Este blog não possui nenhuma afiliação social, empregatícia, financeira ou política a não ser comigo mesmo. As opiniões expressas aqui refletem meu ponto de vista sobre assuntos aleatórios e nada mais. Comentários são mais do que bem vindos, são encorajados, positivos ou não. Até prefiro comentários oposicionistas, afinal um mundo que pensa igual é desprovido de inovação. Portanto, sinta-se em casa. Espero que ler minhas verborréias esporádicas traga-lhe o mesmo prazer que tenho produzindo-as.
P.S. Algumas vezes algo que eu quero expressar não pode ser dito (apenas) com palavras, então vai parar em meu fotolog ao invés de aqui. Confira-o de vez em quando.
segunda-feira, 23 de novembro de 2009
Andrew, Chapter 2, First Draft.
In the same manner Andrew worshiped his father for his 'mad programming chops' as Andrew would put it, his brother Peter put his admiration on his mother's skill in making cold, hard cash. It would be only fitting that Andrew should follow a creative career while Peter became a very technical professional. The irony resided in Peter pursuing a computer engineering career while Andrew decided to major in architecture.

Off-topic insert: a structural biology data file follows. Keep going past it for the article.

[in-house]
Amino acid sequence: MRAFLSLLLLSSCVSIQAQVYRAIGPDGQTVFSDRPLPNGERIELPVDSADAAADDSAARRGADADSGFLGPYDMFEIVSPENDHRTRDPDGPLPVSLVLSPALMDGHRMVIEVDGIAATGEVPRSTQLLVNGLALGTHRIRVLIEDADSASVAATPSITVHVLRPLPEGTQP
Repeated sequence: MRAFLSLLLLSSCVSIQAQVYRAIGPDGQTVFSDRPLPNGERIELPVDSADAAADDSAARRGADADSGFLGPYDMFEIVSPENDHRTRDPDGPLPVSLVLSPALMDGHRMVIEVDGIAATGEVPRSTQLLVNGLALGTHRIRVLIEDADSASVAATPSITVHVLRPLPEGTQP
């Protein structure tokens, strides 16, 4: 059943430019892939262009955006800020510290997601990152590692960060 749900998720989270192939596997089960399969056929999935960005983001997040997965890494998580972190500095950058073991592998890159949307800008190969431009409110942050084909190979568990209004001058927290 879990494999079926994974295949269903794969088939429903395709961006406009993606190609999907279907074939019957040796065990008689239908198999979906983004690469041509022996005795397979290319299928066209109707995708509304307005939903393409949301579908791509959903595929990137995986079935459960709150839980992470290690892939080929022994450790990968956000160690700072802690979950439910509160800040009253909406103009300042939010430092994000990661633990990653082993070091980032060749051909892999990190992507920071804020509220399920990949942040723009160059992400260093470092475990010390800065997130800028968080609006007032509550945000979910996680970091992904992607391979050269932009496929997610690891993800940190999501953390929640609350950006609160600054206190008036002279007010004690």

Séamus, Andrew' and Peter's father, was a professor at the College of Computer and Information for as long as Andrew could remember. He'd take the Amtrak from Amsterdam to Rensselaer and back to Albany towards SUNY Plaza almost every day. Sometimes he'd take the 214 across the Hudson, sometimes he'd walk half a mile to work. He cherished these walks after one hour or more of sitting in the train. Andrew loved to visit dad in the downtown campus, and dad would sometimes take the 63 with Andrew to the beautiful uptown campus when he had business in the central office. Andrew fell in love with architecture during these visits to the 'new' campus, with its fountains, towers and columns. He learned from Séamus that its designer, Edward Durell Stone, had been responsible for parts of the Radio City Music Hall, the Waldorf-Astoria Hotel and the Museum of Modern Arts in Andrew's native New York City, and all that before he was formally considered an architect. This man's connection to his hometown struck a chord with Andrew, one that would mold his decision to become an architect himself.
It would also influence another decision, the most stupid in his vast collection of stupid decisions.